Thursday, October 23, 2008

NPR Sunday Puzzle (Oct 19): Now That's A Capital Idea

Sunday Puzzle (Oct 19): Now That's A Capital Idea:
Q: Name a famous actress with four letters in her first name and five letters in her last name. Drop the last letter of her first name and the last two letters of her last name. The remaining letters, in order, will name well-known a world capital. Who is the actress and what is the capital?
Seems like we have a pattern going on. A few weeks ago the puzzle answer was "Giant Anteater" and I gave the clue to "B.C. Comics" which has a giant anteater as a recurring character. Then I used the same clue to hint at Bill Cosby for the puzzle on "Jello". Perhaps I can reuse an old clue in a similar fashion for this week?

Edit: The hint was a reference to the Cosby show. The actress in question played Denise Huxtable


  1. Good clue Blaine. Like Jello with a French flair?

  2. She is notable for being an Emmy Award-nominated American actress.

  3. She's also famous for having gone directly from a very family-oriented television show to an extremely racy scene in a fairly dark movie.

  4. Similar clue? Why not just repeat one of them!

  5. I figured out the city and the actress' first name, but I had to look up her last name. I had never heard of her until now. She currently stars in a popular TV show. The "famous" in the clue is a little misleading. Unless you've watched her former comedy or her current show, I'm not sure you can figure out this actress without looking her up. She has a page on Wikipedia.

  6. Look at world capitals and work backwards

  7. Thanks for the clues. I found the answer on

  8. I used the same method as phredp.
    It's easy that way. But I too have
    never "heard" of her.

  9. This one was frustrating. I figured out the answer and could not confirm the actress' name until the comments was made! Thank you, Natasha!

  10. So far the most helpful clues seem to be about the person and not the city. So, let me interject that the city figures in the title of one of my favorite films from a very artistic director who once one an Oscar for best foreign film (NOT the same movie). Same director also did a wonderful movie about musicians from a Caribbean country.

  11. And, said director is from a country where "nine" sounds like a non-positive. And "w" sounds like a different letter entirely...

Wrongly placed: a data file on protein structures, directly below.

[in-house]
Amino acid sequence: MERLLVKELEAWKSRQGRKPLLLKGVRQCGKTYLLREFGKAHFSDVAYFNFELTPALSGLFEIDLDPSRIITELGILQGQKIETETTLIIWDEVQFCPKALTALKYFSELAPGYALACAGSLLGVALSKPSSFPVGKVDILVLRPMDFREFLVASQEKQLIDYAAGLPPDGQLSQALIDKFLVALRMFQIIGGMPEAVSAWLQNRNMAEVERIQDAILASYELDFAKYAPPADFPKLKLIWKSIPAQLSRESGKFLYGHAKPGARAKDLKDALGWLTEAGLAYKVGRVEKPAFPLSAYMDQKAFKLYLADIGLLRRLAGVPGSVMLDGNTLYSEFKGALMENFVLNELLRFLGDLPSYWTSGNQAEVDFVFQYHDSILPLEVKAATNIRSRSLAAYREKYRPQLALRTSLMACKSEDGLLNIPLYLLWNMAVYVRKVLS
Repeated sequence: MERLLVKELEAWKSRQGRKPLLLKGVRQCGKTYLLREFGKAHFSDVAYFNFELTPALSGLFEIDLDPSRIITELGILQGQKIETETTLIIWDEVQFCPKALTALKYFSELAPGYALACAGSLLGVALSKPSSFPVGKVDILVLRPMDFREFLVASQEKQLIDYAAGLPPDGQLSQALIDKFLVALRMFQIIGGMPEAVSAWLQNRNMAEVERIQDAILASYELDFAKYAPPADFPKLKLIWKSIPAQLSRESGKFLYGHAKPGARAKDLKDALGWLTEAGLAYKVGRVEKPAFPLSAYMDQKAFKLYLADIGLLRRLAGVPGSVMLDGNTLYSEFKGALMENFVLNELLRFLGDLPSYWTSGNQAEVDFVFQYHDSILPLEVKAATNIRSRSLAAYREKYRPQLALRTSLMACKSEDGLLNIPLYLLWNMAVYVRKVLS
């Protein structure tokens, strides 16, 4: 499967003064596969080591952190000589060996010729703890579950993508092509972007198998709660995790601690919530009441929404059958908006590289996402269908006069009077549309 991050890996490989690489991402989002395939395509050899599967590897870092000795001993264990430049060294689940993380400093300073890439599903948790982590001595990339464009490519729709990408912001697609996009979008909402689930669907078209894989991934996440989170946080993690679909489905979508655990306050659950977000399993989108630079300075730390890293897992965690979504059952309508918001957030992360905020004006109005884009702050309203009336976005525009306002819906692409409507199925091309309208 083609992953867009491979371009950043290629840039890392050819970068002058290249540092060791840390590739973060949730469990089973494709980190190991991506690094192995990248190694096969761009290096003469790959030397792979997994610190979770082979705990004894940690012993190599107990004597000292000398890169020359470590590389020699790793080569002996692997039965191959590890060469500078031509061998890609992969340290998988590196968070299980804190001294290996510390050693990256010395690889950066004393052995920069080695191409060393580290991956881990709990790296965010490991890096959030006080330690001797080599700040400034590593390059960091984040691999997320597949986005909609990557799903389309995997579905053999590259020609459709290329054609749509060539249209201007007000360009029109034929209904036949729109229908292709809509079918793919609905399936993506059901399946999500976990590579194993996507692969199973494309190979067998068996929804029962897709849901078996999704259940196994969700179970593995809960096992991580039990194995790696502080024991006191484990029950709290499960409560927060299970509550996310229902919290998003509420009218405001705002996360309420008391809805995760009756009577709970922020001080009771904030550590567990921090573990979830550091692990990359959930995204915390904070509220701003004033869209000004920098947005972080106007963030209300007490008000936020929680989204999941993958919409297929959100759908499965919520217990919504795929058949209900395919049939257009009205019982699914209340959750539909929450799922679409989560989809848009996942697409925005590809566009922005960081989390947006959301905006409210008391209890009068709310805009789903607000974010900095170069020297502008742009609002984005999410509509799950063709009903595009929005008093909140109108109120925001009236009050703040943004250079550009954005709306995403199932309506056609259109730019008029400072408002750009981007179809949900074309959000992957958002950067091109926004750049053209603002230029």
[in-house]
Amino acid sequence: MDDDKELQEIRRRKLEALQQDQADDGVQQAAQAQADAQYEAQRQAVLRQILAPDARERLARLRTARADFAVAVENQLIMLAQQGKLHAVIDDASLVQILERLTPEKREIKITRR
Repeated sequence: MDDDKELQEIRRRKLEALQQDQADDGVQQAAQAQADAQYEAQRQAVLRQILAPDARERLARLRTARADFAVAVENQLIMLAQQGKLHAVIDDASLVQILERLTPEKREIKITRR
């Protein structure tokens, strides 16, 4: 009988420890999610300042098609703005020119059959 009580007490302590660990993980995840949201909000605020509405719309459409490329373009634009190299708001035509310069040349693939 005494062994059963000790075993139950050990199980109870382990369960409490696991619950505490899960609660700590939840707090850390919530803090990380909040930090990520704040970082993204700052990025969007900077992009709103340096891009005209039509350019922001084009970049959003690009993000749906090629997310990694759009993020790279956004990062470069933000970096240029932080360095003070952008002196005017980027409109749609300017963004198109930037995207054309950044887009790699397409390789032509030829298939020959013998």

12. As I said before, she IS NOTABLE.

  13. Oh, Carl, why not just discuss "goalies" for an hour? I'm not going your way.

    Forget the focus on the city. The heart of the matter is this actress. Not the port into which we can morph her name.

    Hugh, by the way -- do you mean NOTABLE or NOT ABLE?

  14. Ben,

    Perhaps he is hinting at zzzTABLE?

  15. You can tell I was not running on all three cylinders; WON an Oscar, not ONE an Oscar.

    And one of his most highly acclaimed films was made into an "Americanized" (read: "commercialized and drained of artistic merit) version a few years ago.

  16. I'm wondering if anyone recognized what those two words actually are.

  17. Carl, I'm glad you mentioned the "Americanized/commercialized and drained of artistic merit" version of his film. I had an epiphany about the sorry and nepotistic state of our arts community while watching a *music video* made to tie into that sorry film. Please allow me to explain.

    Here is Jacob Dylan (who seems an unremarkable singer owing his career to his brilliant father and inherited name) performing Heroes.

    And they couldn't even get Jacob Dylan to make a go of it with his own song -- he's using one made famous by David Bowie.

    Because his video is tied to the movie, they keep showing scenes of Nicolas Cage, who is of course a nephew of Coppola (though he did change his name and attempted to build his career aside from being a Coppola).

    So you have ALL of this AMAZING and ORIGINAL art made once upon a time by Bob Dylan, David Bowie, Francis Ford Coppola, and the director whose name will be revealed today at 3pm, having used the city upon which we dwell this week.

    All iconoclasts.

    And then you have all of these sons and daughters and sycophantic Hollywood types making and remaking instead of doing something unique. It is sad.